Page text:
‘Besides these, there was tax and duty on all imports and exports, levied on the great public highways and in the seaports. Then there was bridge money and road money, and duty on all that was bought and sold in the towns. These, which may be called the regular taxes, were irrespective of any forced contributions, and of the support which had to be furnished to the Roman procurator and his household and court at Caesarea.
‘To avoid all possible loss to the treasury, the proconsul of Syria, Quirinus (Cyrenius), had taken a regular census to show the number of the population and their means. This was a terrible crime in the eyes of the Rabbis, who remember that, if numbering the people had been reckoned such [a] great sin of old, the evil must be an hundredfold increased if done by heathens and for their own purposes...it cost rivers of blood before it was not answered, but silenced’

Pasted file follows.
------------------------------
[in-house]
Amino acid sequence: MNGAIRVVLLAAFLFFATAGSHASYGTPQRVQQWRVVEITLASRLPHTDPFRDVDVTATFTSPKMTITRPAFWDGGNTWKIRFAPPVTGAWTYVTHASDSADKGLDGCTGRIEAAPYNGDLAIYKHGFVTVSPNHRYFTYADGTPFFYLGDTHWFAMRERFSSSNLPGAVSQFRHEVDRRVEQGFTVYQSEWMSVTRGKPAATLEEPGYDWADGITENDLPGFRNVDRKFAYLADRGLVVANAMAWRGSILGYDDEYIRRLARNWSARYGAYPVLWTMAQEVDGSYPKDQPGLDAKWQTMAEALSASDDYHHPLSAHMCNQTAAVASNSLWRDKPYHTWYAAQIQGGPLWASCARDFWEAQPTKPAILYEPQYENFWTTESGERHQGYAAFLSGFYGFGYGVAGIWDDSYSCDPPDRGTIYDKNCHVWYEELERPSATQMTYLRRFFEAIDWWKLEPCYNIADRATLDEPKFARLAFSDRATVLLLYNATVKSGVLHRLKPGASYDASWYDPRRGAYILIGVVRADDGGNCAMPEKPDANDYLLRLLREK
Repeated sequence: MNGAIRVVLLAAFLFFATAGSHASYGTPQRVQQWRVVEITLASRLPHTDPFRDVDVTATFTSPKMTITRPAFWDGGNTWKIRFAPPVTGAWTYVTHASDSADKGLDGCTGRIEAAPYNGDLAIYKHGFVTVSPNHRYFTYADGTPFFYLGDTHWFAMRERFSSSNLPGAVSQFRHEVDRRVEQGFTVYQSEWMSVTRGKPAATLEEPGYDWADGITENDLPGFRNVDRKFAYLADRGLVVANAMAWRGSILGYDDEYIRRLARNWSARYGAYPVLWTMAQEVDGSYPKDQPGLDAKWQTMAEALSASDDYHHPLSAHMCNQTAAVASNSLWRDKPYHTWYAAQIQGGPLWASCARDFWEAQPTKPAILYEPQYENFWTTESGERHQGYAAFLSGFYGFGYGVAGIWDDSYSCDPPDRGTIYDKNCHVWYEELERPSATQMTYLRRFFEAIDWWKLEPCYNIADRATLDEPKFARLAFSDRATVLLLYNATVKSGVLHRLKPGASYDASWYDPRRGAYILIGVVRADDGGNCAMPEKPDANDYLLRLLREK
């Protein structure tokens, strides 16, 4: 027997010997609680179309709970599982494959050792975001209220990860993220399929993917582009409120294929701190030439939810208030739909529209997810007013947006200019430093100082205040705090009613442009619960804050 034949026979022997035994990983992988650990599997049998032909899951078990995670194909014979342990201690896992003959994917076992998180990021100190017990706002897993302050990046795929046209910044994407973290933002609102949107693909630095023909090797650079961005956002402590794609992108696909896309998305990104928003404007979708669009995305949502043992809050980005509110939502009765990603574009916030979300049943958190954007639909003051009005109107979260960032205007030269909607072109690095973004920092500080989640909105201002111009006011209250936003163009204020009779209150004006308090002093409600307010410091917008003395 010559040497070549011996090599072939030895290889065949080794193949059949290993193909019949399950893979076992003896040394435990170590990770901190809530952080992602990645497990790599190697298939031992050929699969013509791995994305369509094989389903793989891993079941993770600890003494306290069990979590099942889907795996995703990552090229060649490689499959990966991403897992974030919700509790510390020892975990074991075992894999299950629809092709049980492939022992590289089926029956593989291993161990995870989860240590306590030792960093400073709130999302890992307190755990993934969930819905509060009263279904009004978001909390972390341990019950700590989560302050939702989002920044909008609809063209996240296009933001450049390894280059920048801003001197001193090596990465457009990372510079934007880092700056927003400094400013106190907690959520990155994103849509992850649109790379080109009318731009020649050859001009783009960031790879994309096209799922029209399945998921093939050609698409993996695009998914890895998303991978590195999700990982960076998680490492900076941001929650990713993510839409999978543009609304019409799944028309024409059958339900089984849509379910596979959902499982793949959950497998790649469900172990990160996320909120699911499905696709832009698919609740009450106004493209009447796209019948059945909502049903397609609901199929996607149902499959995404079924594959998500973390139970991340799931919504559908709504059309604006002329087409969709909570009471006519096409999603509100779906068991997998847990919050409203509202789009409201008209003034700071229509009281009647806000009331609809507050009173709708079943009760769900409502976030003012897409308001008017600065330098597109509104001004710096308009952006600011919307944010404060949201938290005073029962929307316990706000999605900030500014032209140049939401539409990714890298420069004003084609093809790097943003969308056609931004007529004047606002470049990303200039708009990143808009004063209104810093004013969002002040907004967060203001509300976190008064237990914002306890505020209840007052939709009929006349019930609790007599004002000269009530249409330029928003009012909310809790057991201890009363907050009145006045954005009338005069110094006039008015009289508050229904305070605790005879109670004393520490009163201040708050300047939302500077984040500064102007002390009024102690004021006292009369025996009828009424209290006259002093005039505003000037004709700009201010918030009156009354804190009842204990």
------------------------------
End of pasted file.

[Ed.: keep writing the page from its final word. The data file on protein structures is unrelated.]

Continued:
Luknol cites an estimate of the total taxation imposed upon the Jews as being around forty per cent - a level which is quite inkeeping with present tax levels in the West. The reason why it was such a burden for the Jew, however, was that generally he wasn’t as rich as the present day Westerner is.
Most commentators simply cut to the chase and call the tax in question the ‘poll tax’ (in the sense of the ‘head money’ of Edersheim’s description) which was collected annually from every inhabitant of the land but, as far as I can determine, this isn’t absolutely provable even though it’s the most likely. There appears to be no definitive reference by which the Greek word used for ‘tax’ here is defined but Strongs interpretation of the word (Strongs Greek number 2778) notes that the Greek is a transliteration from the Latin and is the word from which we get our English word ‘census’ (kensos). Luknol comments on the word that it
‘...may be restricted in sense to a head tax’
but his statement implies that such an identification is not because the word’s use is certain but that it’s inferred. Luke’s record uses a totally different word to denote the tax (Strongs Greek number 5411) which is one used to denote personal tax rather than indirect taxation such as customs duties that were imposed through travelling.